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You are Viewing an Archived IssuePosted: 05/15/13
Sheriff: each patrol
unit costs $500,000
by CHRIS GRAYOfficials are looking for ways to alleviate problems caused by limited road patrols in the local area, but it isn't the crime rate they're trying to fix.
Observer Staff Writer
The Macomb County Board of Commissioners' Justice and Public Safety Committee met on May 6 to hear the concerns of Washington and Lenox township officials that feel their agreements with the Macomb County Sheriff's Office are not being fulfilled.
Townships like Lenox, Macomb and Washington contract with the sheriff's office for enhanced patrols in their respective areas. Washington Township pays $950,000 a year to have seven deputies patrol the township. The contract calls for deputies to operate "within the corporate limits of the township."
Four northern townships - Armada, Bruce, Ray and Richmond - do not pay for police protection outside of regular taxes, but the sheriff's office has a constitutional requirement to respond to emergency calls in these areas. At the present time, only one cruiser covers the 144 square miles.
Sheriff Anthony Wickersham said emergencies include calls like domestic violence and crimes in progress, and for safety reasons, two deputies must respond to these calls. Since there is only one road patrol in the area, he has to pull resources from surrounding communities to provide back up.
"We've made deep cuts over the years, that is why I only have one deputy," Wickersham said. "Every year we look at ways to save money, to come in under budget and not ask for more unless it's a necessity."
Washington Township Supervisor Dan O'Leary said the deputy assigned to his township is forced to leave and handle emergencies in those areas that aren't paying for protection, resulting in a deputy patrolling Washington Township only 70 percent of the time.
"Basically it's causing him (Wickersham) to violate our contract in order to serve those townships without police," he said. "What we asked them to do is allocate resources differently, to move one more car to the northern end so they wouldn't be in violation of our contract to satisfy their constitutional requirements."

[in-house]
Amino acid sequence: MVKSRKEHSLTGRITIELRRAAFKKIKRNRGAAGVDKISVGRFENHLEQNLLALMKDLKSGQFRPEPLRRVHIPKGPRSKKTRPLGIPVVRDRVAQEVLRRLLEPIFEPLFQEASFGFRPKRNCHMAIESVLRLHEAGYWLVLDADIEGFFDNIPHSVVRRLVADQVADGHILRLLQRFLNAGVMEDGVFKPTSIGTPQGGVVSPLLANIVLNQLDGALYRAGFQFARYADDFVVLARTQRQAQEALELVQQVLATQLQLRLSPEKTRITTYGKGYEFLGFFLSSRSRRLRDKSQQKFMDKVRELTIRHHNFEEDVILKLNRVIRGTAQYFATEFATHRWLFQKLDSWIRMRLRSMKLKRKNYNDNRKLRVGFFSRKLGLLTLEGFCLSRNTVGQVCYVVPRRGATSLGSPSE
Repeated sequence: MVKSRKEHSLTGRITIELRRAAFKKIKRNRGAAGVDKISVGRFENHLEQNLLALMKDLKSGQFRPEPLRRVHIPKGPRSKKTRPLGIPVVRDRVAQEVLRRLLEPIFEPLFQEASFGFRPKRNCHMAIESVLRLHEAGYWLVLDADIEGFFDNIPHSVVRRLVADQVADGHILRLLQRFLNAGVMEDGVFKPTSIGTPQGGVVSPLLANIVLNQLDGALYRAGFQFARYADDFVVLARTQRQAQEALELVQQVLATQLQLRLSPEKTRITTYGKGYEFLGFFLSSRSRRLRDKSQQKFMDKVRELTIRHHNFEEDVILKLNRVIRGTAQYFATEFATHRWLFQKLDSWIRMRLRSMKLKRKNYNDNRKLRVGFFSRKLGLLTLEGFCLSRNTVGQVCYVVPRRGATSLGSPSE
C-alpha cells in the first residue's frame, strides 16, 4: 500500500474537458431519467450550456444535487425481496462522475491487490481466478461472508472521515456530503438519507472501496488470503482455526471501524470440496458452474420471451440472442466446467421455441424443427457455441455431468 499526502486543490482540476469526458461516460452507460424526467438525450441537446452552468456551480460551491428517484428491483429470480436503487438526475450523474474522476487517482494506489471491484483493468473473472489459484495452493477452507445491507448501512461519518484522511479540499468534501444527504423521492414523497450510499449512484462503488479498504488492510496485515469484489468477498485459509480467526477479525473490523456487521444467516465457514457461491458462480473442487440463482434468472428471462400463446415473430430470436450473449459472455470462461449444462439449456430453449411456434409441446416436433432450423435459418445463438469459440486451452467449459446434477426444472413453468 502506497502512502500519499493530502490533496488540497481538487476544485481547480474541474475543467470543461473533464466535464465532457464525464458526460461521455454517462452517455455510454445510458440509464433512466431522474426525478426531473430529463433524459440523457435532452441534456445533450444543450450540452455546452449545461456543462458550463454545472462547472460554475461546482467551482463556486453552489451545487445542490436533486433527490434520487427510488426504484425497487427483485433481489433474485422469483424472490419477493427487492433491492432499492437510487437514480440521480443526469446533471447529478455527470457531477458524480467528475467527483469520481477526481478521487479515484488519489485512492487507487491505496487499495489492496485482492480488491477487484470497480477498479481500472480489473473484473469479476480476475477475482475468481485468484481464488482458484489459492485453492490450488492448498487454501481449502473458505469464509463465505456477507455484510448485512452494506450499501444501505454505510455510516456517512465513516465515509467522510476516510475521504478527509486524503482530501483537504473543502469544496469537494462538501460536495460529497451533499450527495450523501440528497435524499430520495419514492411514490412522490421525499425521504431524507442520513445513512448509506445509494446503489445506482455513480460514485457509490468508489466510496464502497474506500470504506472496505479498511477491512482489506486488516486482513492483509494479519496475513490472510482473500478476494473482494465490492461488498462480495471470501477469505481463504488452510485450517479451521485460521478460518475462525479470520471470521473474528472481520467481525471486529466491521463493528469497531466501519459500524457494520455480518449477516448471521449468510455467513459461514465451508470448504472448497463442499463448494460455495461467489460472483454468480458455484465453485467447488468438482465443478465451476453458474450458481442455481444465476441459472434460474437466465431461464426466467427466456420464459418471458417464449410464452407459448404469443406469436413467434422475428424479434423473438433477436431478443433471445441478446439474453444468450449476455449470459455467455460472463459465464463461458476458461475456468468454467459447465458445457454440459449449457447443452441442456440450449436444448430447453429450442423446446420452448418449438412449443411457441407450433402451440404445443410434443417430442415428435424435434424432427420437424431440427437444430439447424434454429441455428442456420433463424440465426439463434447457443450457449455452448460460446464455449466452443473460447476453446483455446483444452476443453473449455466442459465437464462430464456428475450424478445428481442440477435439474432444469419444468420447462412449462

O'Leary said adding a second patrol won't solve the problem, but is a start to alleviating it. When asked if Washington would seek additional patrols from the Michigan State Police, O'Leary said it wouldn't be advisable as it could cause complications with mixed jurisdictions.
"The best solution is to re-assign some people from the south to the north, then ultimately for those townships that don't participate to help share that burden," O'Leary said.
Wickersham said he doesn't plan to make any changes to his policies at the present time. Instead, he said he would need additional funding from the county to increase patrols. He said another patrol would cost around $500,000, which would cover hiring four deputies for the shift.
"If the Board of Commissioners wanted to give me additional funding to give additional deputies, then I would be able to take those deputies and deploy them appropriately," he said. "I'm not in a position to ask for a half-million increase in my budget."
Dist. 7 County Commissioner Don Brown, a member of the public safety committee, said he would support a budget amendment so the sheriff's office could adjust its patrols accordingly.
"We can't just amend his budget, he has to initiate budget judgment or ask the county executive," Brown said. "If he decides to just not do it right now, I'll be able to make that pitch to put it in the budget to have that extra car."
Complicating the matter is the fact that the four townships had failed ballot proposals in 2012 that would've levied new millages to pay for additional police protection.
"All millages were defeated by large margins, so those communities have spoken the level of police protection they desire," Wickersham said.
In Bruce Township, the millage proposal was voted down by two thirds of voters. Supervisor Richard Cory said it was likely that residents voted it down because the tax burden would be spread on fewer people when compared to more populated areas.
"The voters spoke a while ago that they didn't want or couldn't afford sheriff's protection," he said. "If the Board of Commissioners can free up money to get to the sheriff and use it out here that would be great."
Cory said the township relies on the emergency patrols as well as patrols from the state police. State troopers will take non-emergency calls in the township, but the sheriff's office responds to emergencies if the troopers aren't available.
"Everybody wants police protection, but it's going to cost," Cory said.